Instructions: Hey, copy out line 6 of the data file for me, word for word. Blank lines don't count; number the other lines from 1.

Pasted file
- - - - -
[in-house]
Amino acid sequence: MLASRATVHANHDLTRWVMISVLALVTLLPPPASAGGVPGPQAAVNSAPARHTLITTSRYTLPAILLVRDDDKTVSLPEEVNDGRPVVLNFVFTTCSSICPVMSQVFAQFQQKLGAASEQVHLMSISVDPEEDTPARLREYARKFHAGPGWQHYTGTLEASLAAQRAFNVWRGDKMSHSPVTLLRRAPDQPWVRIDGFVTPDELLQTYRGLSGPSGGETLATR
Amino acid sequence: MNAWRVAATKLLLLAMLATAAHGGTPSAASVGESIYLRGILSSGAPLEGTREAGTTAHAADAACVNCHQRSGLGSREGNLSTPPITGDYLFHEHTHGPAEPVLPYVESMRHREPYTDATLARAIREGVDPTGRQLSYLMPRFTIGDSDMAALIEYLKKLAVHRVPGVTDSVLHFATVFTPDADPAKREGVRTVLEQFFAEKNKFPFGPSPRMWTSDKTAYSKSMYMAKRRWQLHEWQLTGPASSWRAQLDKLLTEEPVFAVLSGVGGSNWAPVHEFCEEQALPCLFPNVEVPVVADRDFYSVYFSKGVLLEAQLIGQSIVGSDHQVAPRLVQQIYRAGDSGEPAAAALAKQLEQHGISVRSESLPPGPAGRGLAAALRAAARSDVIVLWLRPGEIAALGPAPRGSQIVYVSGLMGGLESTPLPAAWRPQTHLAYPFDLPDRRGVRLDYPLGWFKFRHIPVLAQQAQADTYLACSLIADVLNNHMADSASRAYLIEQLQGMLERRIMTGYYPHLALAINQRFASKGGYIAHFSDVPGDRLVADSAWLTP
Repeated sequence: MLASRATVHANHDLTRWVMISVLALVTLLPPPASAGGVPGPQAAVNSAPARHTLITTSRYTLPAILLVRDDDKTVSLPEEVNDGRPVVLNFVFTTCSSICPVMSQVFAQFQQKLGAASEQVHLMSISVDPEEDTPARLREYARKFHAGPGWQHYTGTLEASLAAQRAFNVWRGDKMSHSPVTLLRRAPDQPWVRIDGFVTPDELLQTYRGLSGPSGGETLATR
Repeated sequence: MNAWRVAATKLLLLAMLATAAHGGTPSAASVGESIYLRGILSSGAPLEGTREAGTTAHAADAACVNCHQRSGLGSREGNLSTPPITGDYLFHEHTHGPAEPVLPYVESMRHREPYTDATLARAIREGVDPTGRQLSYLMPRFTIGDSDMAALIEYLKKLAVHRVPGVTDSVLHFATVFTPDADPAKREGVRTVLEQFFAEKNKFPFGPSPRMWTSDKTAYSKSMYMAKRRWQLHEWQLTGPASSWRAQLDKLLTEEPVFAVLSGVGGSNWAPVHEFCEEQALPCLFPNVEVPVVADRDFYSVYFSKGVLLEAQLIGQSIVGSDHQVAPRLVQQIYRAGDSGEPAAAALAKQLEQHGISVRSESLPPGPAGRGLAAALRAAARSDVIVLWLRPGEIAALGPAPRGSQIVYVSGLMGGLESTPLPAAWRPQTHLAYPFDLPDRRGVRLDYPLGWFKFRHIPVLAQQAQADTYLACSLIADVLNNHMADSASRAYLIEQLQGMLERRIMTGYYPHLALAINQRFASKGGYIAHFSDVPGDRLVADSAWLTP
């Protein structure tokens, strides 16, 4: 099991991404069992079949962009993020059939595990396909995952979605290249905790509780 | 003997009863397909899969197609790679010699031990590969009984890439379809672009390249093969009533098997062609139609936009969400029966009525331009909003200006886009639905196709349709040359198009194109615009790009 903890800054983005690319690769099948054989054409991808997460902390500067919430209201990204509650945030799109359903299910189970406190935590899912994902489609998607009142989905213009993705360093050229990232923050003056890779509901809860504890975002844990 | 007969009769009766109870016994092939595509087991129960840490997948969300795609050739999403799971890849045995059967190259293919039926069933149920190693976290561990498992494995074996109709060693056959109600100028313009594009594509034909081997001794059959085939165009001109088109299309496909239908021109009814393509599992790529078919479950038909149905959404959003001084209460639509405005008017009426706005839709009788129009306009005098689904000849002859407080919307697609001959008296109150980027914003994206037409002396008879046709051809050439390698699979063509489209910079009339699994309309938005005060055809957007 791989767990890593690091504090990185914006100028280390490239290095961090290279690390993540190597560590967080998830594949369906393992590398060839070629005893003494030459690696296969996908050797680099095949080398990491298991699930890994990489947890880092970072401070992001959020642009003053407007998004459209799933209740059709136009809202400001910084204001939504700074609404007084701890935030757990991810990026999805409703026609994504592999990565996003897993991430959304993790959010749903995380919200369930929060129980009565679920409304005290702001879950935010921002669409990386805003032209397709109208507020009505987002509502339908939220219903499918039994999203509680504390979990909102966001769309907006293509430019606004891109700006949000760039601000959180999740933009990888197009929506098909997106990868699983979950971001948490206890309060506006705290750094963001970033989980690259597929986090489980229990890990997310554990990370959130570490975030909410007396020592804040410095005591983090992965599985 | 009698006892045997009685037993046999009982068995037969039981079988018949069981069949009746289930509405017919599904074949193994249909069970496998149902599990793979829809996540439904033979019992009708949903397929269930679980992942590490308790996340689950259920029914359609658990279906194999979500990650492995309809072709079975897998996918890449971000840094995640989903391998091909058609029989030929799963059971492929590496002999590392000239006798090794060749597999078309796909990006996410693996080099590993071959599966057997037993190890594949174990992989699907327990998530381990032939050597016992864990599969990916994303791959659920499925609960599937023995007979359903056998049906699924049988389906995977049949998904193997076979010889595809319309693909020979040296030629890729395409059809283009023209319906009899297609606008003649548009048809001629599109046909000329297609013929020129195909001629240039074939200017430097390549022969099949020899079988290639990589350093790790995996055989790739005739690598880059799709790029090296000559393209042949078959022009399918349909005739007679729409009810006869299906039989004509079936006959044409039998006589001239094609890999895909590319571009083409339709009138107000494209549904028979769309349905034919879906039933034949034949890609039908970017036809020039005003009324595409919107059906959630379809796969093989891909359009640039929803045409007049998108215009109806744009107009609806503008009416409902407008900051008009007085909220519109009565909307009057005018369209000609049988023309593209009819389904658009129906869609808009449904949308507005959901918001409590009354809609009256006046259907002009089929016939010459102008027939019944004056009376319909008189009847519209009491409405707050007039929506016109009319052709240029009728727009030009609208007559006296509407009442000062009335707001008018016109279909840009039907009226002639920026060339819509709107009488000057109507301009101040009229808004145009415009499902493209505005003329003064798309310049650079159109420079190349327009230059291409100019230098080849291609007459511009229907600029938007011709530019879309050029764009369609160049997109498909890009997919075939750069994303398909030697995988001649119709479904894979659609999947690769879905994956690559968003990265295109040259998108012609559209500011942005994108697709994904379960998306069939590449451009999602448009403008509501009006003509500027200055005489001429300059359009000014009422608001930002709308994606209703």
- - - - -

């Protein structure tokens, strides 16, 4: 099991991404069992079949962009993020059939595990396909995952979605290249905790509780 | 003997009863397909899969197609790679010699031990590969009984890439379809672009390249093969009533098997062609139609936009969400029966009525331009909003200006886009639905196709349709040359198009194109615009790009 903890800054983005690319690769099948054989054409991808997460902390500067919430209201990204509650945030799109359903299910189970406190935590899912994902489609998607009142989905213009993705360093050229990232923050003056890779509901809860504890975002844990 | 007969009769009766109870016994092939595509087991129960840490997948969300795609050739999403799971890849045995059967190259293919039926069933149920190693976290561990498992494995074996109709060693056959109600100028313009594009594509034909081997001794059959085939165009001109088109299309496909239908021109009814393509599992790529078919479950038909149905959404959003001084209460639509405005008017009426706005839709009788129009306009005098689904000849002859407080919307697609001959008296109150980027914003994206037409002396008879046709051809050439390698699979063509489209910079009339699994309309938005005060055809957007 791989767990890593690091504090990185914006100028280390490239290095961090290279690390993540190597560590967080998830594949369906393992590398060839070629005893003494030459690696296969996908050797680099095949080398990491298991699930890994990489947890880092970072401070992001959020642009003053407007998004459209799933209740059709136009809202400001910084204001939504700074609404007084701890935030757990991810990026999805409703026609994504592999990565996003897993991430959304993790959010749903995380919200369930929060129980009565679920409304005290702001879950935010921002669409990386805003032209397709109208507020009505987002509502339908939220219903499918039994999203509680504390979990909102966001769309907006293509430019606004891109700006949000760039601000959180999740933009990888197009929506098909997106990868699983979950971001948490206890309060506006705290750094963001970033989980690259597929986090489980229990890990997310554990990370959130570490975030909410007396020592804040410095005591983090992965599985 | 009698006892045997009685037993046999009982068995037969039981079988018949069981069949009746289930509405017919599904074949193994249909069970496998149902599990793979829809996540439904033979019992009708949903397929269930679980992942590490308790996340689950259920029914359609658990279906194999979500990650492995309809072709079975897998996918890449971000840094995640989903391998091909058609029989030929799963059971492929590496002999590392000239006798090794060749597999078309796909990006996410693996080099590993071959599966057997037993190890594949174990992989699907327990998530381990032939050597016992864990599969990916994303791959659920499925609960599937023995007979359903056998049906699924049988389906995977049949998904193997076979010889595809319309693909020979040296030629890729395409059809283009023209319906009899297609606008003649548009048809001629599109046909000329297609013929020129195909001629240039074939200017430097390549022969099949020899079988290639990589350093790790995996055989790739005739690598880059799709790029090296000559393209042949078959022009399918349909005739007679729409009810006869299906039989004509079936006959044409039998006589001239094609890999895909590319571009083409339709009138107000494209549904028979769309349905034919879906039933034949034949890609039908970017036809020039005003009324595409919107059906959630379809796969093989891909359009640039929803045409007049998108215009109806744009107009609806503008009416409902407008900051008009007085909220519109009565909307009057005018369209000609049988023309593209009819389904658009129906869609808009449904949308507005959901918001409590009354809609009256006046259907002009089929016939010459102008027939019944004056009376319909008189009847519209009491409405707050007039929506016109009319052709240029009728727009030009609208007559006296509407009442000062009335707001008018016109279909840009039907009226002639920026060339819509709107009488000057109507301009101040009229808004145009415009499902493209505005003329003064798309310049650079159109420079190349327009230059291409100019230098080849291609007459511009229907600029938007011709530019879309050029764009369609160049997109498909890009997919075939750069994303398909030697995988001649119709479904894979659609999947690769879905994956690559968003990265295109040259998108012609559209500011942005994108697709994904379960998306069939590449451009999602448009403008509501009006003509500027200055005489001429300059359009000014009422608001930002709308994606209703």